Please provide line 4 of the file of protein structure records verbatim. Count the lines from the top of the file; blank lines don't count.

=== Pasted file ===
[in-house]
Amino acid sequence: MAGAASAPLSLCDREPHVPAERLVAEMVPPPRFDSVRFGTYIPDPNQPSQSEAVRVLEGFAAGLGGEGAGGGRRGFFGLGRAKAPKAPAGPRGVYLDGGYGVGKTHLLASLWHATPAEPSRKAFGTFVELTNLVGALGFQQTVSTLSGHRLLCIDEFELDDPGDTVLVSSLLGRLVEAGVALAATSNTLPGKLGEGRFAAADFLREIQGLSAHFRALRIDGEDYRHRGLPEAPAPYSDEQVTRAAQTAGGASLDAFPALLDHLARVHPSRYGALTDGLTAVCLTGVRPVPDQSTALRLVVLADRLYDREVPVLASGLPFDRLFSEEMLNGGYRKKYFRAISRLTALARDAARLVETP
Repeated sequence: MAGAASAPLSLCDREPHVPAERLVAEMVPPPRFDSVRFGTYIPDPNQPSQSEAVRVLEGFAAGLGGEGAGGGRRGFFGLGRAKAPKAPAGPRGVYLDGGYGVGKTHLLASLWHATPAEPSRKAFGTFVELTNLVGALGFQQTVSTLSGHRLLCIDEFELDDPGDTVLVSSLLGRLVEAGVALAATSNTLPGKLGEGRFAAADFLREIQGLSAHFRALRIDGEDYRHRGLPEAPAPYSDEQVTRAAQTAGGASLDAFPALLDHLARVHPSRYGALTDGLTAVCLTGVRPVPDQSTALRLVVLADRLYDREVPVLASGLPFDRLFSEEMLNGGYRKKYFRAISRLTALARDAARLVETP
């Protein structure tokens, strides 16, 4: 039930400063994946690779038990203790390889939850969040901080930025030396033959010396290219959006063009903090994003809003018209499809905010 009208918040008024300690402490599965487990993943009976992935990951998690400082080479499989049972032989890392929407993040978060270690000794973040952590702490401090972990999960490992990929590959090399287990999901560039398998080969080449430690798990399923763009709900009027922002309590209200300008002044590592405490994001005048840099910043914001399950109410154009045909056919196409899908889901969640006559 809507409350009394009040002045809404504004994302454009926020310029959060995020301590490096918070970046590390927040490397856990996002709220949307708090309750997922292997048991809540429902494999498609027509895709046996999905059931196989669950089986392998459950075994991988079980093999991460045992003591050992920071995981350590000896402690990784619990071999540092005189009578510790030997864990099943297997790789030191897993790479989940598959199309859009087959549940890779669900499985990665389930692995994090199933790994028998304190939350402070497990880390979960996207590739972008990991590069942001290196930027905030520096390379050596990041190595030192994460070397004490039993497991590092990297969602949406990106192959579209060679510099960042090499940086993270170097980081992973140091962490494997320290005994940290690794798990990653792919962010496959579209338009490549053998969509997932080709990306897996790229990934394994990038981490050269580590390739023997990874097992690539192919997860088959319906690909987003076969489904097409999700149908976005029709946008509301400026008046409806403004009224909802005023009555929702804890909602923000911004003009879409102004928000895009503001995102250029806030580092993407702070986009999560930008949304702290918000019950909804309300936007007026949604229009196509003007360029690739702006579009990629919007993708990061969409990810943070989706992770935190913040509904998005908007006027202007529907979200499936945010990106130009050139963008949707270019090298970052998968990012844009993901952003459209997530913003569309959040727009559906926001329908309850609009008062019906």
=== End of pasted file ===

């Protein structure tokens, strides 16, 4: 039930400063994946690779038990203790390889939850969040901080930025030396033959010396290219959006063009903090994003809003018209499809905010 009208918040008024300690402490599965487990993943009976992935990951998690400082080479499989049972032989890392929407993040978060270690000794973040952590702490401090972990999960490992990929590959090399287990999901560039398998080969080449430690798990399923763009709900009027922002309590209200300008002044590592405490994001005048840099910043914001399950109410154009045909056919196409899908889901969640006559 809507409350009394009040002045809404504004994302454009926020310029959060995020301590490096918070970046590390927040490397856990996002709220949307708090309750997922292997048991809540429902494999498609027509895709046996999905059931196989669950089986392998459950075994991988079980093999991460045992003591050992920071995981350590000896402690990784619990071999540092005189009578510790030997864990099943297997790789030191897993790479989940598959199309859009087959549940890779669900499985990665389930692995994090199933790994028998304190939350402070497990880390979960996207590739972008990991590069942001290196930027905030520096390379050596990041190595030192994460070397004490039993497991590092990297969602949406990106192959579209060679510099960042090499940086993270170097980081992973140091962490494997320290005994940290690794798990990653792919962010496959579209338009490549053998969509997932080709990306897996790229990934394994990038981490050269580590390739023997990874097992690539192919997860088959319906690909987003076969489904097409999700149908976005029709946008509301400026008046409806403004009224909802005023009555929702804890909602923000911004003009879409102004928000895009503001995102250029806030580092993407702070986009999560930008949304702290918000019950909804309300936007007026949604229009196509003007360029690739702006579009990629919007993708990061969409990810943070989706992770935190913040509904998005908007006027202007529907979200499936945010990106130009050139963008949707270019090298970052998968990012844009993901952003459209997530913003569309959040727009559906926001329908309850609009008062019906």